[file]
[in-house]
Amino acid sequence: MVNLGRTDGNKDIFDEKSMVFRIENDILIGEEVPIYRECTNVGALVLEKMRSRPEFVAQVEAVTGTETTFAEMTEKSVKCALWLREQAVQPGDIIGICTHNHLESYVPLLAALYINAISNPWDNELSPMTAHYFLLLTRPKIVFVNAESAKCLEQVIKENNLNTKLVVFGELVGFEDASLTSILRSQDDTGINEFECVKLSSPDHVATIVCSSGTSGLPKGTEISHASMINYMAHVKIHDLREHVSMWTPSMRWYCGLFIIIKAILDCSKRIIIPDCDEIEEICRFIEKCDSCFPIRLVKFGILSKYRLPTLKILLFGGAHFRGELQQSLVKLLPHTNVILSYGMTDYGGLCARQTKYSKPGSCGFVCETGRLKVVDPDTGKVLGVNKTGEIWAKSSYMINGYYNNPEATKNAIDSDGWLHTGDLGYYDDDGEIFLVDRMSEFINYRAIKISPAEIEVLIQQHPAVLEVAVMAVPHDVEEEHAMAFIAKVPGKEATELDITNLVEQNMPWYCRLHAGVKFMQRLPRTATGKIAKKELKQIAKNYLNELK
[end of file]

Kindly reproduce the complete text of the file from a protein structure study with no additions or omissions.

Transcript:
[in-house]
Amino acid sequence: MVNLGRTDGNKDIFDEKSMVFRIENDILIGEEVPIYRECTNVGALVLEKMRSRPEFVAQVEAVTGTETTFAEMTEKSVKCALWLREQAVQPGDIIGICTHNHLESYVPLLAALYINAISNPWDNELSPMTAHYFLLLTRPKIVFVNAESAKCLEQVIKENNLNTKLVVFGELVGFEDASLTSILRSQDDTGINEFECVKLSSPDHVATIVCSSGTSGLPKGTEISHASMINYMAHVKIHDLREHVSMWTPSMRWYCGLFIIIKAILDCSKRIIIPDCDEIEEICRFIEKCDSCFPIRLVKFGILSKYRLPTLKILLFGGAHFRGELQQSLVKLLPHTNVILSYGMTDYGGLCARQTKYSKPGSCGFVCETGRLKVVDPDTGKVLGVNKTGEIWAKSSYMINGYYNNPEATKNAIDSDGWLHTGDLGYYDDDGEIFLVDRMSEFINYRAIKISPAEIEVLIQQHPAVLEVAVMAVPHDVEEEHAMAFIAKVPGKEATELDITNLVEQNMPWYCRLHAGVKFMQRLPRTATGKIAKKELKQIAKNYLNELK